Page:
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Re-construction of the notions of movement in Human History: With focus on fric- tion between “Free” and “Unfree”

Research period:2019.10-2023.3

SUZUKI Hideaki


Human History , Movement , Free/Unfree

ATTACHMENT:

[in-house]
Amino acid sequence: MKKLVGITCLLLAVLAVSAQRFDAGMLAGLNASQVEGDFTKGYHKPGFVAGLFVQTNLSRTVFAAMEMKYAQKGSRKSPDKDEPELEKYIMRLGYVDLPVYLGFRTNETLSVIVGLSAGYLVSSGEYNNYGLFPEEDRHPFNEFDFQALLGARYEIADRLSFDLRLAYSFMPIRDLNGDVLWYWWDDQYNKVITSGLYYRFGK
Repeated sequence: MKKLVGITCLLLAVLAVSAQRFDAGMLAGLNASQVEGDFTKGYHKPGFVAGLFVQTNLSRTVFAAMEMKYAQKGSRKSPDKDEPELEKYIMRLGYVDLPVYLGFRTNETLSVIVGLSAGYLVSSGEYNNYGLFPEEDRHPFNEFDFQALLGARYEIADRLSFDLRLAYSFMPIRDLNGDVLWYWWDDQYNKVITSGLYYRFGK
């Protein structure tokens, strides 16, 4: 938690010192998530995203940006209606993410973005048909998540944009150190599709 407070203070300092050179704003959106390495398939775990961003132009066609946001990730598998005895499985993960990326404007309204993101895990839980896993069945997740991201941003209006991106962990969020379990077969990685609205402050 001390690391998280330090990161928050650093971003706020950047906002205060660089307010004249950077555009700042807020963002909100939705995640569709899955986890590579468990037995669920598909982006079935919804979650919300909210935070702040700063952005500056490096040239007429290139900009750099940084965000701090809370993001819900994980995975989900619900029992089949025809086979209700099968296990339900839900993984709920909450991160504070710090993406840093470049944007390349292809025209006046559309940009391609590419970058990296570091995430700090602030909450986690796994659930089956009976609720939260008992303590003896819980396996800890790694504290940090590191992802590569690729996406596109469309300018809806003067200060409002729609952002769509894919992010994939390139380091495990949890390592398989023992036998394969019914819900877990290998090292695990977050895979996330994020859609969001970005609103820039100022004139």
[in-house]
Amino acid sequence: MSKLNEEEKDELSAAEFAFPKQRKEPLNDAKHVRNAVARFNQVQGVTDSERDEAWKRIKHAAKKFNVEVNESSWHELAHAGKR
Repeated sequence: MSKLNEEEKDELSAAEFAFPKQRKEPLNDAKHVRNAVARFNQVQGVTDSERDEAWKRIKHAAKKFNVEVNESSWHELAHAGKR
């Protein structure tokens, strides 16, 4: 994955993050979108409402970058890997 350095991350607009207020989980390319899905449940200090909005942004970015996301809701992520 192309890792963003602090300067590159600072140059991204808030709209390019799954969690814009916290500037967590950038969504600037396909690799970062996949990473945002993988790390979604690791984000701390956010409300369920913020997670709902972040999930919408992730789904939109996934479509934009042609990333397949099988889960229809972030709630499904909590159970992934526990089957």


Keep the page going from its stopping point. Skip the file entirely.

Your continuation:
The objective of this research project is to reconsider notions of movement in human history with a particular emphasis on the friction between “free” and “unfree,” and construct a new horizon for migration studies. There are a variety of aspects in the factors for the movement of people, including “evacuation” due to phenomena related to survival such as persecution, conflict, and natural disasters, “forced movement” of specific groups or individuals, and “migration/immigration” based on free-will. With “forced movement,” the unfree-ness, victimhood, and tragedy of migrants have been emphasized above all else, and they have been understood as lacking subjecthood. In contrast, this project will consider the friction between free-ness and unfree-ness in cases of movement phenomena included in the category of “forced movement” (e.g. slave trade, forced migration, contract labor, and political refugees) of different temporal and spatial nodes, and reconsider the concept of movement in human history while attempting to compare each case. Specifically, we will reinterpret movement phenomena from the standpoint of the people and groups moving, taking into account political, religious, economic, cultural, and environmental factors that caused the movement. By combining a macro and micro approach in this way and comparing and relating various types of movement in different contexts with a focus on the friction between “free” and “unfree,” we aim to reconstruct notions that will contribute to new developments in the study of migration in human history.